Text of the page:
At the weekend, at a 'Stamps and Postal History' auction in Hong Kong, over 1,500 lots of rare Asian stamps were put up for auction.
But there was no doubt about the star of the show: an 1897 Three Cents Red Revenue stamp.
This rare Chinese stamp, with a distinctive red backing, has '3 cents' marked as the value, but also has '1 dollar' in both English and Chinese overprinted in black.
They were actually general payment stamps, not exclusively for postage, until 1897 when they were co-opted for the purpose by a hurried post office.
50 of this kind were originally known to exist, of which 32 are accounted for.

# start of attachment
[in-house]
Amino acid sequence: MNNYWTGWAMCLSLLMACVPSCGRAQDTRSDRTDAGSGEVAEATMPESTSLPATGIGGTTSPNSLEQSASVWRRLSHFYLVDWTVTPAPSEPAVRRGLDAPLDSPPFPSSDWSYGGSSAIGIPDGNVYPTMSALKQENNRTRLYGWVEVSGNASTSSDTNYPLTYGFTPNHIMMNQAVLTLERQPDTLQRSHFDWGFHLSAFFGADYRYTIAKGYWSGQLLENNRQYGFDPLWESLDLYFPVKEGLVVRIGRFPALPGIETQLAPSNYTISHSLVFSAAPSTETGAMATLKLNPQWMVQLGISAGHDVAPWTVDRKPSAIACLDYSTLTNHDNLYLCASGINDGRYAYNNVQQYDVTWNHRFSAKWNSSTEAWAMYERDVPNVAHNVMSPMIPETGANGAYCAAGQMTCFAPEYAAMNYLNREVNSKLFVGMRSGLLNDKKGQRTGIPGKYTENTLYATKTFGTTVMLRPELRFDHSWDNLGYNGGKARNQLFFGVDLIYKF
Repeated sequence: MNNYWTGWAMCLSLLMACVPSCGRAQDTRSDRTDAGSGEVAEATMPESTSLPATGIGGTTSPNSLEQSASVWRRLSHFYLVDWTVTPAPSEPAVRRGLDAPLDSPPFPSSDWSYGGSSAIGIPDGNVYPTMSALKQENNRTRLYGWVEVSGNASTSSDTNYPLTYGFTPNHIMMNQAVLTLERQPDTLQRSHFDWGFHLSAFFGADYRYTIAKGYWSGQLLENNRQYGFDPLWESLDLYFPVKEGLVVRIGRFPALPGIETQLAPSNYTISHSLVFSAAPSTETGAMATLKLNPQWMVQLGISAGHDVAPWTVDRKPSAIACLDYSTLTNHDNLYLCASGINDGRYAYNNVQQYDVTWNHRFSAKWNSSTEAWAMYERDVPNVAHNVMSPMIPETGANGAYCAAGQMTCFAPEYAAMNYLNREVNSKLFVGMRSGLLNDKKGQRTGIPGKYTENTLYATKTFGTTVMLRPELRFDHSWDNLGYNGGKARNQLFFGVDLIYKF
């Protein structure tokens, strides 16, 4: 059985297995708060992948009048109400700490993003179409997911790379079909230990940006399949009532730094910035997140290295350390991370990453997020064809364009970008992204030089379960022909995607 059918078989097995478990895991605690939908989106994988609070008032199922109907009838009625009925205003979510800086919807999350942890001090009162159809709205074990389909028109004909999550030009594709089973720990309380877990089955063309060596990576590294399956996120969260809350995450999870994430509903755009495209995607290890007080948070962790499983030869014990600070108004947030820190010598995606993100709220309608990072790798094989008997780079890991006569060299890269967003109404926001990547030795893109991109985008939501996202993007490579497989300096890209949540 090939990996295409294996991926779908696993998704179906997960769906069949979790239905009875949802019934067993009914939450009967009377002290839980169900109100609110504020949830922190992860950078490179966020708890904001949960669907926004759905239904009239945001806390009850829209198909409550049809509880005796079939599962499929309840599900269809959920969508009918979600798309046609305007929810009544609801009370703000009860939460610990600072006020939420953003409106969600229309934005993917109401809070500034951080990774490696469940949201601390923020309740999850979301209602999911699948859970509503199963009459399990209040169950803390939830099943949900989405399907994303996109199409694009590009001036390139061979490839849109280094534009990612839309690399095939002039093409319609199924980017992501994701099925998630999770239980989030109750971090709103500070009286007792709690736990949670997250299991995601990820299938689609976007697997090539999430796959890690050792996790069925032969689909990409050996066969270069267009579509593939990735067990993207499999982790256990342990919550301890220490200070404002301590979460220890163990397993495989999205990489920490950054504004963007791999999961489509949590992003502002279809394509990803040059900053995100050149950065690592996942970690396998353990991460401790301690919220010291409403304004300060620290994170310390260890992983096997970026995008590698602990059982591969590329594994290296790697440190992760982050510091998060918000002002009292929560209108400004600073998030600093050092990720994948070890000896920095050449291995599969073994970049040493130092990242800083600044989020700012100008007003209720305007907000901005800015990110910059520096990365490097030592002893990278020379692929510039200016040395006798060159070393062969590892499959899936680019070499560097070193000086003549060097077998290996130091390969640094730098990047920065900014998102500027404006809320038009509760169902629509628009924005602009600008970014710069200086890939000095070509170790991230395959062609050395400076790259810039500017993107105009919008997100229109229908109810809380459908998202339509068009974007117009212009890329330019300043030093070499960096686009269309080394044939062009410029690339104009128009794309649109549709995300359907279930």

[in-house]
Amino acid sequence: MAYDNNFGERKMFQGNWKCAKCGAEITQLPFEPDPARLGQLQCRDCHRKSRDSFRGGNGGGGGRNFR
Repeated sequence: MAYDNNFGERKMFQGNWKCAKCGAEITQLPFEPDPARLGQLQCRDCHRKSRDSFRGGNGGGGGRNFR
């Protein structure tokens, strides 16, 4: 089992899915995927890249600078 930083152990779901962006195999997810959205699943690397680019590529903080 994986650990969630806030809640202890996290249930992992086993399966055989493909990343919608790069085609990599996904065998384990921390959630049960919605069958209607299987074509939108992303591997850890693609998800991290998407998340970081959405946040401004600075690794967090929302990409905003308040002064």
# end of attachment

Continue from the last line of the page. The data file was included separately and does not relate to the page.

The investment grade stamp sold for the equivalent of $331,671 to a bidder from Beijing, vastly exceeding the $250,000 estimate.
This is the highest price known to have been paid for a single Chinese stamp.
The auction, which offered $1.55m worth of stamps, also presented a range of unissued stamps created by China's President in 1916, the year he tried to crown himself Emperor. Public resistance caused the monarchy in China to be annulled.
The sale of the 1897 Three Cents Red Revenue for $331k is an excellent example of the strength of the rare stamp market.
The stamp sale represents yet another benchmark for Asia in the collectibles markets. China's first-ever wine auction was a $1.3m success, and Asian art markets have also been generating excitement.